The act of viewing animals on safari is not unlike that of fishing. You generally know where the fish are, but you still have to wait and there is luck involved in catching one. There was no skill, as we were not up to spending $2,000 per night so we had an army of rangers connected by radios who were all out scouting every corner of the park continuously so that we could see everything in one day and get back in time for a massage, cocktail, five star dinner and $100 bottle of wine. (Not that we would turn that down if we could afford it, mind you.)
The first drive was a 15-mile loop around the mountain that the lodge was situated on. We quickly started seeing animals and began what we later learned to be a classic new-comer approach to viewing animals. The first day you see impala and you just sit there and shoot a million pictures and marvel at them. The next day you see impala and slow down and take a few pictures. The next you slow down and look. The trend continues until you swear under your breath at the damn impala that keep getting in your way to bigger and better game. Now go back and replace impala with elephant, giraffe, wart hog, etc. By the end you are so focused on finding what you haven’t seen that you don’t have time to marvel at what is already in front of you. The human mind is amazing and maddening at the same time.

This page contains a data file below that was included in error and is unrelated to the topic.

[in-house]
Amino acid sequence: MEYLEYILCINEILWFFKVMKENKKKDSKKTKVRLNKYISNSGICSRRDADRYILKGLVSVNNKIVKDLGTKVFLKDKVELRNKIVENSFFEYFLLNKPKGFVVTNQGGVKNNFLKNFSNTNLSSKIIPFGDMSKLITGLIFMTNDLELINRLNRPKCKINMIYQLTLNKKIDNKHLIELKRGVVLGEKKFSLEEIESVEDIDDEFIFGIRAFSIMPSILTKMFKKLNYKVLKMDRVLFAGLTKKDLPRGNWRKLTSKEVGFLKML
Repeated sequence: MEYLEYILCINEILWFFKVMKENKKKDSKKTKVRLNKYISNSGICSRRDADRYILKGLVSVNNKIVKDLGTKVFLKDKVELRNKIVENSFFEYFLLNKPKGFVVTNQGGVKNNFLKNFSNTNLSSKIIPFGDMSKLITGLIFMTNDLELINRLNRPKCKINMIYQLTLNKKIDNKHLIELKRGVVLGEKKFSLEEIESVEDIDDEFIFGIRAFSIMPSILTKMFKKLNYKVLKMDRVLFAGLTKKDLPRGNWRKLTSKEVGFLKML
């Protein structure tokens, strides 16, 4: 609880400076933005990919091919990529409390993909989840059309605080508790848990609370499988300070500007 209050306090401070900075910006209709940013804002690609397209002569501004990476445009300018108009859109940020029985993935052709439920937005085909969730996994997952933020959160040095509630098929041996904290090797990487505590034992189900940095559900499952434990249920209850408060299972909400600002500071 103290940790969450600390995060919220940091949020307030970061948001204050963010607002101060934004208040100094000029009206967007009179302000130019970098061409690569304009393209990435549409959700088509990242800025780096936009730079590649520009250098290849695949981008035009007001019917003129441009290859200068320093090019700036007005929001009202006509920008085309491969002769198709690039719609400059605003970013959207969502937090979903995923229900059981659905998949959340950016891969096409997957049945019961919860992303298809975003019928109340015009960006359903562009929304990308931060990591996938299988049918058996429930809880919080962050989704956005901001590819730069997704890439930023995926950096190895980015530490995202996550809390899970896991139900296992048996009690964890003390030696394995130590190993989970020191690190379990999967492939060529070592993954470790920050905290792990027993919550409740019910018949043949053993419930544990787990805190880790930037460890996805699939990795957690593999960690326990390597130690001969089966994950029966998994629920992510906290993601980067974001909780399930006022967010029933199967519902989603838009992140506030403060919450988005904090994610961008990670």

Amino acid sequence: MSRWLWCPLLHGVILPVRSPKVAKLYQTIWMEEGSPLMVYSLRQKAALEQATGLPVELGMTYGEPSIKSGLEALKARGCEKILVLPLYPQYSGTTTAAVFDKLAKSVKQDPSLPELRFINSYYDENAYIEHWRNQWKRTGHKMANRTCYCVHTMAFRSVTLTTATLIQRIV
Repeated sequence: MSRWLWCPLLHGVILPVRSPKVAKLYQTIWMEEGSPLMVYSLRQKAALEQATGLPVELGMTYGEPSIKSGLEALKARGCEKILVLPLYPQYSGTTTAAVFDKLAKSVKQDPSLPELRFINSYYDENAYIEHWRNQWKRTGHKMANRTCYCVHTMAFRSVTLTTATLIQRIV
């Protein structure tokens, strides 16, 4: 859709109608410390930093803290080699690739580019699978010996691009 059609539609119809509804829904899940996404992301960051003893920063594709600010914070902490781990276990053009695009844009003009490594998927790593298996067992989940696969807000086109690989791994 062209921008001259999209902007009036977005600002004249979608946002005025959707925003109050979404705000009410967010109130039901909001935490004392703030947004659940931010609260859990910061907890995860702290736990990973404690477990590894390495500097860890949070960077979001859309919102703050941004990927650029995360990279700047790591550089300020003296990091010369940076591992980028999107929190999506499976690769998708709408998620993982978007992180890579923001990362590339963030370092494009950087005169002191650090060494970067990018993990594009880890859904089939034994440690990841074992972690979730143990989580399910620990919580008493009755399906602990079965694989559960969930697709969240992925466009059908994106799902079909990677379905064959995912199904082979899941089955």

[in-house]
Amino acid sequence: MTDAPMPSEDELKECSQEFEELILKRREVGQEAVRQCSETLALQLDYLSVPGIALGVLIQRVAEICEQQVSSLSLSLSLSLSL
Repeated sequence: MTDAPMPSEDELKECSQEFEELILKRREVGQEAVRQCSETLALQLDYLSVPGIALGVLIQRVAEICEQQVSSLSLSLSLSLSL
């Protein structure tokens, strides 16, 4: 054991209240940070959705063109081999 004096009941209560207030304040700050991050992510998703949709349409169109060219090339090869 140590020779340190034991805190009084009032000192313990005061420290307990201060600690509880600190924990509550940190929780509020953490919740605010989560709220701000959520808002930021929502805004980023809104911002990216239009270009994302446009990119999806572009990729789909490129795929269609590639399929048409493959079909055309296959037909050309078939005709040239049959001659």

Our first elephant was magical. We were all in awe. African elephants are much larger than their Asian cousins (which we are accustomed to from our times in Thailand) and as long as there are no babies amongst them, they are approachable. We spent almost an hour just watching the same elephant. We also came across a giraffe mom and baby. Unlike elephants, they aren’t too worried about our presence when they have young ones. On the contrary they are almost always very curious about you and often you end up in a staring contest.
We returned before the gates were closed and slept well. We were all up at 5:15am and out the gate at 6am to make the same loop once again. Animals are much more active at dawn and dusk so we were very excited to see more game during this time. It was a bust. We did not see anything of note. Back to the lodge early, a bit disappointed, we had some breakfast and headed out again.